As debates over which communities should be represented in California’s first ethnic studies curriculum intensify, a bill that would require that the curriculum be taught in high schools is being delayed.
Assemblyman Jose Medina, D-Riverside, the author of the bill, announced Thursday that he will turn the legislation into a “two-year bill,” a method lawmakers typically use to gain time to revise a bill without killing it all together.
“It is not a question of whether the subject [of ethnic studies] itself is necessary but rather, how do we ensure the curriculum is comprehensive, rigorous, and inclusive enough,” Medina said in a statement. “This underscores the importance of taking the time necessary to ensure we get the curriculum right.”
The curriculum, which is being created through a bill signed in 2016, is currently meant to serve as a guideline for schools, which would not be required to teach it. In June, the Department of Education posted a draft of the curriculum online and opened it up for public feedback. It is now going through revisions, and while it is slated to be finalized next March, it will likely take longer to complete due to ongoing debates.
Last month, the Jewish legislative caucus sent a letter to the state Department of Education criticizing the draft curriculum of omitting discussions of anti-Semitism and presenting a skewed narrative of the Israeli-Palestinian conflict. Medina, who raised his children in the Jewish faith and is an honorary member of the caucus, signed the letter.
The letter prompted a quick response from state schools Superintendent Tony Thurmond, who said last week that the new draft should discuss anti-Semitism and the contributions of Jewish people.
Civic groups representing other communities — including Armenian, Hellenic, Hindu and Korean ones — have also voiced concerns that the curriculum omits their communities’ struggles when immigrating to the U.S.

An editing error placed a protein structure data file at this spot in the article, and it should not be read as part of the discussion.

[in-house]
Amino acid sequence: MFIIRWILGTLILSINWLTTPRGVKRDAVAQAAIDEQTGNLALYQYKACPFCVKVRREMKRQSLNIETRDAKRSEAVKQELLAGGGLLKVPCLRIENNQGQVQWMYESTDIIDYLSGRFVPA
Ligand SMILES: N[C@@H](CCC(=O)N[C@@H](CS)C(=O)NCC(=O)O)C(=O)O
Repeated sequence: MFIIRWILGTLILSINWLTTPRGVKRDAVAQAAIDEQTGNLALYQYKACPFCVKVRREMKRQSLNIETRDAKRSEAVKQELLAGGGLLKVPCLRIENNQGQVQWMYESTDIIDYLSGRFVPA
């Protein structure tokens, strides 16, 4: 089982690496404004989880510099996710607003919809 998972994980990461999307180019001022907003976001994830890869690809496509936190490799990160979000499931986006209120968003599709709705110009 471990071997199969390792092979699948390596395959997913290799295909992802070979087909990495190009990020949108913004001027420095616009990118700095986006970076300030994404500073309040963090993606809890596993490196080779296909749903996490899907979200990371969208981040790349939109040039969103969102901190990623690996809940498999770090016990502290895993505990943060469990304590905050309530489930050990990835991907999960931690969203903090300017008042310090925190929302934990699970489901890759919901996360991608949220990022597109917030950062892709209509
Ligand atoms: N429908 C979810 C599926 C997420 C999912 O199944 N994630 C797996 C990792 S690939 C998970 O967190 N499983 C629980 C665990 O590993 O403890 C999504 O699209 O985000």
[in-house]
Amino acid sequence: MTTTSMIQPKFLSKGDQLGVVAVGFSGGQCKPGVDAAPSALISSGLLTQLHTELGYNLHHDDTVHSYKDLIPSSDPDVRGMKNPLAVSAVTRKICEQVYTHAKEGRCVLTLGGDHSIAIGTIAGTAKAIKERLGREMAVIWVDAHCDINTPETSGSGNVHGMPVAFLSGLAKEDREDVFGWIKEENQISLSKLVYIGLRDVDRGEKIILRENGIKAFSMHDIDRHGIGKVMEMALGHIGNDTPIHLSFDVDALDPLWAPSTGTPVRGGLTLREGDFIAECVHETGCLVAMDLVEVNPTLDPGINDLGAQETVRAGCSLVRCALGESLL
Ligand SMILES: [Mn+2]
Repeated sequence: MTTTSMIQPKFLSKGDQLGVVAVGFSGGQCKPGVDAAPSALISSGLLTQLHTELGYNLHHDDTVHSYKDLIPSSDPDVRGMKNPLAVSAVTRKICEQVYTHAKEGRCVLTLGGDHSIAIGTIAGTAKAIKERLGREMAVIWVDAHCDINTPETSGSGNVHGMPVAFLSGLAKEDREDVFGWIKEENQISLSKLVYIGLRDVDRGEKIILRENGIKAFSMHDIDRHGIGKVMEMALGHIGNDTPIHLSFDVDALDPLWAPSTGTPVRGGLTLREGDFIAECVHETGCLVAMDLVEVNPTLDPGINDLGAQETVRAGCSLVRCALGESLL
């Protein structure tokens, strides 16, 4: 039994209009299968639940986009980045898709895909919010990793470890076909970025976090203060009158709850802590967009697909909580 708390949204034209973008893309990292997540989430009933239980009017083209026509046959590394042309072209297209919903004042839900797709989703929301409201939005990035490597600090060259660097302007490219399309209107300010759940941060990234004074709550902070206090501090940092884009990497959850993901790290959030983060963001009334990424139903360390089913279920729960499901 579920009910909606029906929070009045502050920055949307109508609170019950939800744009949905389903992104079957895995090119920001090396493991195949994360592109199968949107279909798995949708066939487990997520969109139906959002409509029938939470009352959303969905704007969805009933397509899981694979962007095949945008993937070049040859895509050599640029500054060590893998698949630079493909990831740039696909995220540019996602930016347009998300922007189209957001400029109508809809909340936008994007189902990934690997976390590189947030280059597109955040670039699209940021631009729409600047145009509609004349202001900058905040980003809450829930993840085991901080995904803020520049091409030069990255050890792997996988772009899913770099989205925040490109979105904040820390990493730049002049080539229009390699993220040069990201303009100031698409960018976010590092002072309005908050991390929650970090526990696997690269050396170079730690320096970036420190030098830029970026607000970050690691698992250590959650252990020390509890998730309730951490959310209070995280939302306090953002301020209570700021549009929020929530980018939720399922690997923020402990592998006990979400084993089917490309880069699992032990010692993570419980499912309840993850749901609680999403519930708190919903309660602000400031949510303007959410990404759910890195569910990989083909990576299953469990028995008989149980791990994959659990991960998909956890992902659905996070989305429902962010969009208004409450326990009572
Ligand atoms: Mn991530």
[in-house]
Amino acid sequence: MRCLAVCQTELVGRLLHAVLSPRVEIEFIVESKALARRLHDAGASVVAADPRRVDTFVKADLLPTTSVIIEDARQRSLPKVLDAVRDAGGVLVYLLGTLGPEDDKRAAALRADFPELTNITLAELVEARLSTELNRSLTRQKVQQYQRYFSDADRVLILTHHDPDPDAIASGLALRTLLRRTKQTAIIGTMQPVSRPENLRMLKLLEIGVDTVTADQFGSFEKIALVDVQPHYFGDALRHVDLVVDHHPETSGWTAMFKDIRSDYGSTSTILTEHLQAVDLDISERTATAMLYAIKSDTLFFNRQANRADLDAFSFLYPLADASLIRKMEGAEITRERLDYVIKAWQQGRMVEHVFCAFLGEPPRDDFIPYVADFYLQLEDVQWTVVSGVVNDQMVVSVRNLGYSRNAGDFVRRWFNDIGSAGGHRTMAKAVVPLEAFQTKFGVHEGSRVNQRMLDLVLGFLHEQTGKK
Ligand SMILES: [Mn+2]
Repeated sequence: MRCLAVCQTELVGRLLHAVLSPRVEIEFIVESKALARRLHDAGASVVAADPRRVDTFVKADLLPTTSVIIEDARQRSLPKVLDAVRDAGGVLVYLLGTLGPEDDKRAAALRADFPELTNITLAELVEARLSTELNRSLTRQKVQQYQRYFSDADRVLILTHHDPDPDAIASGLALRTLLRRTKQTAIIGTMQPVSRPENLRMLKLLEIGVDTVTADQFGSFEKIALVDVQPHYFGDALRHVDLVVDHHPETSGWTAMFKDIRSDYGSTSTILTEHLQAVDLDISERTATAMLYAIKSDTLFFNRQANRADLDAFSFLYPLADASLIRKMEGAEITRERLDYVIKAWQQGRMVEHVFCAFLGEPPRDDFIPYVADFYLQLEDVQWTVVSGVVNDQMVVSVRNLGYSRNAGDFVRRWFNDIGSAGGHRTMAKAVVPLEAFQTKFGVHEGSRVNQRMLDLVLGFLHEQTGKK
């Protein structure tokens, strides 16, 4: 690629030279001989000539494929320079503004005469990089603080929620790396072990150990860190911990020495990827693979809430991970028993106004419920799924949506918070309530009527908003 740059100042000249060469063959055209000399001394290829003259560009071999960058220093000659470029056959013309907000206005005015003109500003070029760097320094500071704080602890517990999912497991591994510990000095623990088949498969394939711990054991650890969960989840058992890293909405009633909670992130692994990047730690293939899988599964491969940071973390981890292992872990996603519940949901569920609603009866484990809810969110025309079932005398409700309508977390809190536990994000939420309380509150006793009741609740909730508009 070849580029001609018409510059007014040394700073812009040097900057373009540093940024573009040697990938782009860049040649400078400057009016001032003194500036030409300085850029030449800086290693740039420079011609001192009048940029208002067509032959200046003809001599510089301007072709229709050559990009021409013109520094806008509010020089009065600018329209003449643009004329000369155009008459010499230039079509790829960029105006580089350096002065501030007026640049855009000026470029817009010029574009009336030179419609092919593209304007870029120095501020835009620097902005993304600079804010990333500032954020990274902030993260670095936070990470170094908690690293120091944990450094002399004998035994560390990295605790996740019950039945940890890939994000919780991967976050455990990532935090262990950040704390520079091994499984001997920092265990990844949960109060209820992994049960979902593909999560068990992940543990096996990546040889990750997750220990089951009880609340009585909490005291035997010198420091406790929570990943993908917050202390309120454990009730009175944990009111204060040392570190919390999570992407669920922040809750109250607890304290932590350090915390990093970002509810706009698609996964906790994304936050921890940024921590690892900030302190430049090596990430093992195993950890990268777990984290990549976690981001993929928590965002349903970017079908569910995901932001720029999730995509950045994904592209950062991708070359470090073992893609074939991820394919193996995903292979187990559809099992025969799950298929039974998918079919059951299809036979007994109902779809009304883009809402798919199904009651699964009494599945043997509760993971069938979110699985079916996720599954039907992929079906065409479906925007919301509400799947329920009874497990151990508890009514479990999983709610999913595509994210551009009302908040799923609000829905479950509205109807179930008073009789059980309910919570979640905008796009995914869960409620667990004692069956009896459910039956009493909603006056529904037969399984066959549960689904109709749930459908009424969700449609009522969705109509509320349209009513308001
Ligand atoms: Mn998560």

At the core of the controversy is which groups’ histories and perspectives should be included in the nation’s first state-level ethnic studies curriculum, in one of the most diverse states in the country.
The draft curriculum was modeled off the traditional four areas of ethnic studies taught in higher education: Black/African American studies, Chicano/a studies, Native American studies and Asian American studies. Many groups challenging the draft are asking the state to develop a curriculum that would diverge from this model.
“If you study what the historic framework has been for ethnics studies, that has typically focused on four distinct groups,” Thurmond said last week addressing the Jewish caucus’ concerns. “There’s no intentional omission of the experiences of Jewish Americans, but, in fact, we think that there should be mention of the contributions of Jewish Americans.”
Professors who have long taught ethnic studies are concerned about the state’s curriculum drifting from ethnic studies as an academic field.
Robyn Rodriguez, chair of the Asian American studies department at UC Davis, said it appears that many groups criticizing the draft curriculum, such as Jewish, Hellenic, and Amernian groups, misunderstand the academic field by “thinking of ethnic studies as being about ethnicity.”
“Ethnic studies as a name is kind of a misnomer. What we’re really contending with is race,” she continued. Ethnic studies at its core is about “the various kinds of inequality and exploitation for non-white people of color.”
She said that while she understands the groups’ concerns about the draft not being inclusive, she thinks they are overlooking the aim of ethnic studies to focus specifically on groups that have been racially oppressed.
Some groups that have spoken up in support of the draft echoed Rodriguez, including one Jewish group.
“The purpose of the model Ethnic Studies curriculum is to center the history of people of color who have been marginalized or ignored by the current curriculum,” Jewish Voices for Peace - Bay Area said in a press release last week in support of the draft curriculum.
The release also noted that the state’s model curriculum for human rights and genocide already covers some events and perspectives that critics say are omitted in the draft ethnic studies curriculum.